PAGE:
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General Cargo damaged surveys

General Cargo damaged surveys

 

The most frequent instructions for a CJA’a cargo surveyor is to inspect and assess the extent of loss/damage to all kind of bulk, break-bulk or general cargo transported by sea, road or air. Contamination, particular   and general average. Investigation  into the cause of damage. Loss control surveys

 

Attending to a cargo survey does not mean that a surveyor may just simply equip himself with a camera, click a few photographs and easily reach a mutual agreement with the opposite party in respect to liability and quantum of claim. Indeed, it is often of dire consequences for the instructing party should he be unfortunate enough to encounter such a surveyor to represent his interest. By the time claim handlers receive the survey report, which could be a mere regurgitation of the opposite party’s findings or worse yet, investigations not thoroughly carried out which then result in unfounded / incorrect or baseless findings, the damage done has already reached its peak of malignancy. Claim handlers who are usually desk bound are dependent on the appointed surveyors to not only be their eyes and ears, but, knowledgeable in the task defined as well as the mouthpiece of the Principals’ interest.

 

At CJA, we view our Principal’s interest to be of paramount importance. Minimizing the loss and scaling down the value of claim is what we do best and through our concerted efforts, our Principal has been spared hefty sums of money on many occasions. Indeed, this is certainly one of the most gratifying part of our job.

 

The General Procedure Adopted By CJA is outlined below.

Evidence and cargo sampling

It is cardinal that  no evidence is to be destroyed, tampered with or disposed of. Photographs can be extremely valuable evidence so the appointed surveyor should make sure that these are accompanied by a proper description of the subject matter, location, date and time.

  • If cargo sampling is required and cargo interests/their surveyors wish to take samples, the appointed surveyor should ensure that these are taken on a joint basis and are representative of the cargo in the space being sampled. The samples should be taken with proper equipment, using the proper procedure (or best available) and should be properly signed, sealed and labeled (including ship name & location, cargo & sample description, eg whether sound or damaged sample, sample device, sample source, date and time and seal number). Sufficient samples should be taken so that each party has their own (identical) sample.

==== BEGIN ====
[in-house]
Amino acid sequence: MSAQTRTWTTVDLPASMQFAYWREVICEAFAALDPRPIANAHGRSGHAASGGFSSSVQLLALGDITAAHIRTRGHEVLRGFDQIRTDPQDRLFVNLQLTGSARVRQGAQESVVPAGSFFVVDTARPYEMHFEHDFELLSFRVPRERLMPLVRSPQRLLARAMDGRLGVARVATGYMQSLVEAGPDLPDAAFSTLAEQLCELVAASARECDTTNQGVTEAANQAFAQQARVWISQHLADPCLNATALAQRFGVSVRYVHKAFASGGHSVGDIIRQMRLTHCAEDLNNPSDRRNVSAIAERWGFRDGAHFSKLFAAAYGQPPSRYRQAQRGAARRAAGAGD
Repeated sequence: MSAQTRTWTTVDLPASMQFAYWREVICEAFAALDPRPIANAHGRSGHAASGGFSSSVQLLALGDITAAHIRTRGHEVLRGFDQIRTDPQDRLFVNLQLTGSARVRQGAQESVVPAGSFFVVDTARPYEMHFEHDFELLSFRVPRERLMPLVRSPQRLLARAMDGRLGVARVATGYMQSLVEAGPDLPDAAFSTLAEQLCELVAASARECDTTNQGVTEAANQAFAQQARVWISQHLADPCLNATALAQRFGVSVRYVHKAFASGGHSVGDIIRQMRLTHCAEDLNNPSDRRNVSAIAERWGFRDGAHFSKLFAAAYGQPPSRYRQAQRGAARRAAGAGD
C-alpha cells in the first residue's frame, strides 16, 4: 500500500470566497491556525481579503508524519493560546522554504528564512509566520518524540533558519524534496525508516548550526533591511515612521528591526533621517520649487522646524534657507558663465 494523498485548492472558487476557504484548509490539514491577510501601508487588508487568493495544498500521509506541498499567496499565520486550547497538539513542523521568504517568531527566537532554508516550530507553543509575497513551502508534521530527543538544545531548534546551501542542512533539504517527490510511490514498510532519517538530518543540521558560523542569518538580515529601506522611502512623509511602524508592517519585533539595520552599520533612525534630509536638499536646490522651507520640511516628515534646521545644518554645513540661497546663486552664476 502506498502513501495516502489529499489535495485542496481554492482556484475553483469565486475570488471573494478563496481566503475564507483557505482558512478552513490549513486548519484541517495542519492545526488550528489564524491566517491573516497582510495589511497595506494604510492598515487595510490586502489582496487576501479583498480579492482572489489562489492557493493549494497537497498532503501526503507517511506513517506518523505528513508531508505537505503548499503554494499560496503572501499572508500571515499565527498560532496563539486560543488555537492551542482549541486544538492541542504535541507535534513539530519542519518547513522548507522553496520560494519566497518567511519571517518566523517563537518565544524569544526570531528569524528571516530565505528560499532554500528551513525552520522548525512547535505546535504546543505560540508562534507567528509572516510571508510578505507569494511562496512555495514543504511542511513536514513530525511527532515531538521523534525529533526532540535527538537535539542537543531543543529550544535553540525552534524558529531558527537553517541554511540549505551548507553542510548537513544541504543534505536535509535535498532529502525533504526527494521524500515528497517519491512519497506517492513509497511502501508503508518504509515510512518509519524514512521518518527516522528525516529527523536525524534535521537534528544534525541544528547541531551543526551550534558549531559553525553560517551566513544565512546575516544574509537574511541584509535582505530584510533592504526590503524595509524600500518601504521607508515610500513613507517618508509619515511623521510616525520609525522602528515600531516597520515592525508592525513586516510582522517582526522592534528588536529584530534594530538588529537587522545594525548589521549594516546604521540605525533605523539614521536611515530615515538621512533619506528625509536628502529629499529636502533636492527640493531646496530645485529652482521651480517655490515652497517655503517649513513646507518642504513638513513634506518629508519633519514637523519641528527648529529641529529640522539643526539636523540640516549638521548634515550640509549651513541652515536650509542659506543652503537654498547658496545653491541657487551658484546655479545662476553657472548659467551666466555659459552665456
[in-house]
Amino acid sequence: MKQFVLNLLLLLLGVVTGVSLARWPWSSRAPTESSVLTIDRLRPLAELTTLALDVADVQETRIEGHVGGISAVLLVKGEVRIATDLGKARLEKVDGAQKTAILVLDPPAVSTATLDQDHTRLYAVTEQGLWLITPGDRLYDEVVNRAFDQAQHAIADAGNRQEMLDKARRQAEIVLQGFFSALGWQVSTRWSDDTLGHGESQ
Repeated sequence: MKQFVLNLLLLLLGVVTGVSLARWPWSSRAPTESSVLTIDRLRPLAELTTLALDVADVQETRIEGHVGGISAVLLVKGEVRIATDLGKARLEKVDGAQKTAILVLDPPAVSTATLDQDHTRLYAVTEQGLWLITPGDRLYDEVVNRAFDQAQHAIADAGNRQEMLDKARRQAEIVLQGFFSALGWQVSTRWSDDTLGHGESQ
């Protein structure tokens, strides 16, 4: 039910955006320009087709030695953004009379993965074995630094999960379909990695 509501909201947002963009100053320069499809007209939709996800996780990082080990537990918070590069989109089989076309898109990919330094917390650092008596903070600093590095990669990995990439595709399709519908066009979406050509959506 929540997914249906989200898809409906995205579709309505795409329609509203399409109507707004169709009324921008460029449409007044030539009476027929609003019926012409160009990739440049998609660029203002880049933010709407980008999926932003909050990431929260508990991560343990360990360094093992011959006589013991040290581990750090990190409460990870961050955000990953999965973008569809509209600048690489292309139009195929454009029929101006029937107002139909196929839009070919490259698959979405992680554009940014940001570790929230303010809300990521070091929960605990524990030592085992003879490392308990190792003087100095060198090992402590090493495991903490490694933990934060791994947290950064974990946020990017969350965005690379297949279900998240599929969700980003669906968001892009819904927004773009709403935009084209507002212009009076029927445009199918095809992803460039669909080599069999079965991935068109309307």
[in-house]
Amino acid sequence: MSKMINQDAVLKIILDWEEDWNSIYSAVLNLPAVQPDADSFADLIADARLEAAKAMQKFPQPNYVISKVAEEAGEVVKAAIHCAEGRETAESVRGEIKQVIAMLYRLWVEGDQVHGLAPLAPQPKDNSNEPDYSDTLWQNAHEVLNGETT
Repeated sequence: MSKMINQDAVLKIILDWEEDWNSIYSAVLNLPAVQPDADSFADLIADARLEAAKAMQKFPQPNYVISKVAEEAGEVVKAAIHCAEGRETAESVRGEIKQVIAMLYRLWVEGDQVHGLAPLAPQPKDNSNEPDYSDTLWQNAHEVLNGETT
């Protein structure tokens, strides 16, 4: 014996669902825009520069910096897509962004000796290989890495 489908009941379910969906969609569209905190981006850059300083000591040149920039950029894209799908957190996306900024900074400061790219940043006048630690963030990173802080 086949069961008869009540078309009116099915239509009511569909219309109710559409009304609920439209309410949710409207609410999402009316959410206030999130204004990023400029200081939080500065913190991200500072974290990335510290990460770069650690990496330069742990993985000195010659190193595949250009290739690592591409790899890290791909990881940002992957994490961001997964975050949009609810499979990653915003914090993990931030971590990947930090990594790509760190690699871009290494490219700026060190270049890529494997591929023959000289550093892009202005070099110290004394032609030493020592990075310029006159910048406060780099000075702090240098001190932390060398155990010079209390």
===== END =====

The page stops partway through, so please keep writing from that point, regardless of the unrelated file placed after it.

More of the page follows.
• A cargo sample list should be drawn up and signed by all the parties taking samples. The appointed surveyor should seek the  Principal’s instructions on the storage/retention of samples and in the meantime should not dispose of any samples taken.
  • If cargo sample analysis is proposed or requested by cargo interests/their surveyors, the appointed surveyor should ask for their proposals (preferably in writing) on the tests, test facility and test methods to be used. If the appointed surveyor does not agree with any of these proposals or with the reliability of the testing facility the Principal should be advised immediately.
  • If the appointed surveyor has his own proposals with regard to sample analysis, these should be reported to the Principal before communicating these to cargo interests/their surveyors.

 

Analysis results should not be agreed without the Principal’s approval.

 

Survey findings & mitigation

At CJA  our appointed surveyor do  not  generally share his survey findings with cargo interests/their surveyors or agree to cargo interests/their surveyors’ findings unless approved by the Principal. In very general terms, this includes nature, cause & extent of damage/loss, sound values, depreciations, losses, costs/expenses. This does not mean however that all relevant interests/surveyors should not work together to identify cargo that is damaged. It may therefore be communicated to cargo interests/their surveyors that the appointed surveyor is prepared to recommend a joint determination of the nature and extent of damage.  If cargo interests/their surveyors propose a course of action to mitigate a loss/damage, the appointed surveyor may agree to that course of action if urgent action is necessary and instructions cannot be obtained from the Principal. If the appointed surveyor has his own proposals to mitigate loss/damage these may be shared with cargo interests/their surveyors on an entirely without prejudice basis. If the appointed surveyor is uncertain that a course of mitigation is the correct one, this should be reported to the Principal before agreeing such action. Needless to say we have a wealth of experience in this area.